The new bar at Ramen Shop. Photo: Benjamin Seto
The new bar at Ramen Shop. Photo: Benjamin Seto

by Benjamin Seto/Focus: Snap: Eat

One thing I never could understand about the extremely popular Ramen Shop in Rockridge is why it never sold food in its large front bar. Instead, the space was often where crowds dwelled (with some well-balanced drinks in hand) while waiting for a table.

Now, because of opportunity and the desire to reduce the wait times for diners at this no-reservations Oakland hot spot, in August Ramen Shop expanded into a former luggage shop next door, creating another bar area serving bar snacks and adding tables to the existing bar where you can now order the full menu.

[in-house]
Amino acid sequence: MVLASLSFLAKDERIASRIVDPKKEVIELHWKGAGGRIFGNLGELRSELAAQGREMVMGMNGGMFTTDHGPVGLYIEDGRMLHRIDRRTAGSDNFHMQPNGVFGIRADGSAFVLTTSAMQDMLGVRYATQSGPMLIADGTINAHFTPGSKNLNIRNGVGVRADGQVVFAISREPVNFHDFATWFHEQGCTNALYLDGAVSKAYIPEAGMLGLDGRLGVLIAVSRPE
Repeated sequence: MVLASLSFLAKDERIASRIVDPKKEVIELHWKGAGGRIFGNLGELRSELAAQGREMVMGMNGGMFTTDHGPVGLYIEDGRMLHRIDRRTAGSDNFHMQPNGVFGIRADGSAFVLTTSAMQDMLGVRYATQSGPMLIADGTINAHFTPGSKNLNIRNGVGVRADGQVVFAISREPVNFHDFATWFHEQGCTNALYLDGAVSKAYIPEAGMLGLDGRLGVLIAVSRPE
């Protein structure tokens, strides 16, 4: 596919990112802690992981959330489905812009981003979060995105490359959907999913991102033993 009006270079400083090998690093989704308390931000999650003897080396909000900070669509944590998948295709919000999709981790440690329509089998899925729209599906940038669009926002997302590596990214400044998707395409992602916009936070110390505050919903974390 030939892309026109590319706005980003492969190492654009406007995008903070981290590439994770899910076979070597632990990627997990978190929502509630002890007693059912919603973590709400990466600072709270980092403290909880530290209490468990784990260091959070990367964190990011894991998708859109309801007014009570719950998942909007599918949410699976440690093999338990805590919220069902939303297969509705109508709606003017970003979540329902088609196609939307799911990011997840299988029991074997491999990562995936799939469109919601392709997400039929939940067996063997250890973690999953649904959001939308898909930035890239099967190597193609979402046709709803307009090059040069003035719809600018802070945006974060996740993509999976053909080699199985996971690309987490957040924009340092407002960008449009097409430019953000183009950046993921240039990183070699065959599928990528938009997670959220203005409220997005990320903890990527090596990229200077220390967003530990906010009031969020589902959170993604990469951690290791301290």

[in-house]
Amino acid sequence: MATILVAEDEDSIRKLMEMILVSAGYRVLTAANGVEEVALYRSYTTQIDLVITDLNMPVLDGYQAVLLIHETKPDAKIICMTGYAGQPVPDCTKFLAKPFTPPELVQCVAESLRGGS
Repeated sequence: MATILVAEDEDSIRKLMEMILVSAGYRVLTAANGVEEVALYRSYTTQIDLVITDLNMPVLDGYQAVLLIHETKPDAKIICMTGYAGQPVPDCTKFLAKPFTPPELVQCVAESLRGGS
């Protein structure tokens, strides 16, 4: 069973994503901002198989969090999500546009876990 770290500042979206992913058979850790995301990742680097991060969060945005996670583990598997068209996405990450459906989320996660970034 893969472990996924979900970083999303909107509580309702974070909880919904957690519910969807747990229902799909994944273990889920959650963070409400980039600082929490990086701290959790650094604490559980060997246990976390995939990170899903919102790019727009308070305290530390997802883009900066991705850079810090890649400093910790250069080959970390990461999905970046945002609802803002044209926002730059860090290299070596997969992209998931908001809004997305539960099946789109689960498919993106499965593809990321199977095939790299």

Measuring the right amount for the well-balanced cocktails. Photo: Benjamin Seto

This gives Ramen Shop, with its Chez Panisse pedigree — it was opened in 2012 by three alumni of Alice Waters’ Berkeley institution: Jerry Jaksich, Sam White and Rayneil De Guzman — an additional 20 seats to serve eaters. I recently dropped in to check out the space, and the new tiny bar with a wooden mosaic wall design had a bit of a cave-like feel. The expert cocktail menu offers a highball section with whisky and sochu, along with eight specialty cocktails that played with liquor like mezcal, rye and bourbon.

Cocktail love: Major Minor Love

I tried the Double Barrel Fizz ($12) because it was served long (basically in a tall glass) and full-bodied with rye, cherry gastrique, lemon, cinnamon, angostura, and Rodenbach Grand Cru. But I actually fell in love with my next drink, a daily special called, appropriately, Major Minor Love.